New Zealand Customs: Everything You Need to Know About

Find out which items you need to declare at New Zealand customs, including prescription drugs, alcohol, cigars, and knives. Use this guide to check the limit of duty-free allowance.

What do I need to enter New Zealand?

Before boarding the plane to New Zealand, you must ensure that you have a passport valid for at least three months after the date of your departure.

In addition to a valid passport, you must have proof that you will leave New Zealand. You also have to show that you have enough money to cover your expenses in New Zealand.

Even if you are a citizen of one of the visa-exemption countries, you still need an NZ eTA to enter New Zealand. Citizens of countries eligible for eTA for New Zealand can obtain their electronic authorization by completing a simple online application form. On the eTA application form, applicants have to provide personal information such as their name, address, date of birth, passport details, and travel itinerary. Some additional questions on the application form are related to health and safety. Australian citizens do not need a visa or eTA to enter New Zealand.

Keep in mind that if you have a police record, NZ customs may deny you entry to New Zealand. In this case, contact Immigration New Zealand (INZ) for more information.

Before boarding your flight to visit New Zealand, you should make yourself familiar with the items you can bring and how you can cross the New Zealand customs without any problems. The last thing you want is to be overwhelmed with questions after a super long flight.

What happens on the plane before landing in New Zealand?

New Zealand Passenger Card - Front
New Zealand Passenger Card – Front

Before you get off the board, you may be given a New Zealand Passenger Arrival Card that you must complete for customs and immigration. If you didn’t receive it on the plane, you will find it available to fill in at the Customs and Immigration office.

On the Passenger Arrival Card, there are questions about you, the purpose of your visit, and what items you bring to New Zealand. The New Zealand Customs Service uses this information to determine if you can be allowed to enter the country.

We recommend not making false statements on your Passenger Arrival Card. Find out what you can and cannot bring in New Zealand and fill out the information on the Passenger Arrival Card carefully.

What happens when I get to the passport control?

When you arrive at passport control, you must turn in your passport and the Passenger Arrival Card you filled in.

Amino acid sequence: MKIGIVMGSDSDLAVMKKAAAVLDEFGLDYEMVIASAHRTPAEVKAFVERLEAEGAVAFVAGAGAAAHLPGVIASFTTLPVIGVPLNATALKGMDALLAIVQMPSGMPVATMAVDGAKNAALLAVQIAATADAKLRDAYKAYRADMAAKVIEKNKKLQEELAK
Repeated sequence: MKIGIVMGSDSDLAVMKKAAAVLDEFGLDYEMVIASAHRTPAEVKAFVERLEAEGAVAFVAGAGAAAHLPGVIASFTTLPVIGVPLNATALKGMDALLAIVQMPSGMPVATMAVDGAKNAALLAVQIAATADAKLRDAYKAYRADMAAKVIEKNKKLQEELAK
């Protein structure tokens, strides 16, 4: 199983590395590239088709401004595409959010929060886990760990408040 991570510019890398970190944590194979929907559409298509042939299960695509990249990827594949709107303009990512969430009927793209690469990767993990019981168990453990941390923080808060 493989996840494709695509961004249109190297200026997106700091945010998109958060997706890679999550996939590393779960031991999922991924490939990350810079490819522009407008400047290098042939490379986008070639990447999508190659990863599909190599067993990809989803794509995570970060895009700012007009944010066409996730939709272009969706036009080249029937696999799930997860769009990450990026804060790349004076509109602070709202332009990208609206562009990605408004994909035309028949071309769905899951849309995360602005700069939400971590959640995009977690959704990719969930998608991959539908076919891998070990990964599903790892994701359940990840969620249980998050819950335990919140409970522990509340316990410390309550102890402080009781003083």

The immigration officer may ask you some questions based on the documents you delivered or general questions, such as how long you will stay, what the purpose of your visit will be, if you are visiting family or friends, etc.

The general rules for answering these questions are:

  • If you are asked a Yes/No question, answer Yes/No without giving additional explanations;
  • Answer as clearly as possible;
  • Always keep in mind where you are going, what places you would visit, or what activities you would do in New Zealand, as that information is usually on top of the list of questions;
  • If you travel alone, it is best to say that you are traveling alone in New Zealand and that you will not visit anyone.

What happens when I arrive at New Zealand customs?

New Zealand Customs sign at Auckland airport
New Zealand Customs sign

After passing the passport control, you have to collect your luggage.

While you wait for your bags, a border security officer and a dog can visit you. If the officer asks you to put some of your belongings on the floor, please do so. The dog will sniff to detect restricted items, for example, food. If the dog signals that there may be prohibited items in their bags, the customs, and border protection officer may request that they register their bags.

After picking up your luggage and heading towards the exit, you may be scanned with an x-ray machine. Customs officers may also want to examine your bags manually.

There may be another New Zealand customs officer waiting to pick up your arrival card, and you may be asked about the answers you have given on your card. Officials do this for biosecurity reasons. For example, if you have camping equipment or hiking shoes and have mentioned it on the card, you may be asked about it.

New Zealand is rigid regarding biosecurity. So make sure you know all the rules and guidelines and strictly follow them.

What items can I take/can’t take to NZ?

Several items are not allowed into the country to protect New Zealand and its environment. Their entry is restricted, and these must be mentioned in the declaration form if they are considered a biosafety risk. These restricted items can be food, plants or plant products, animals or animal products, medicines, biological crops, organisms, and equipment for outdoor activities such as hunting, hiking, fishing, gardening, golf, or sports equipment.

Also, keep in mind that there are products regulated by the CITES agreement (Convention on International Trade in Endangered Species of Wild Fauna and Flora). As New Zealand is a part of the CITES agreement, endangered animal or plant species are not allowed in New Zealand without special permission.

As a visitor to New Zealand, you may be entitled to various concessions and tax-free tickets for some of your possessions. If you are 17 years of age or older, you are allowed to bring alcohol, cigarettes, and tobacco. You may have to pay customs fees and other payments if you import certain items for personal or commercial use.

Prohibited and restricted items

Some items are prohibited and cannot be imported to New Zealand. Others require approval.

New Zealand customs food restrictions

Foreign food items are restricted in New Zealand because there is a possibility that the pests or diseases with your food items will contaminate the country’s environment.

Risky items include food, fruits, vegetables, meat, fish, poultry, honey, cooking ingredients, dairy products, alive or dead plants and seeds, wooden items, alive or dead animals or animal products, and herbal medicines.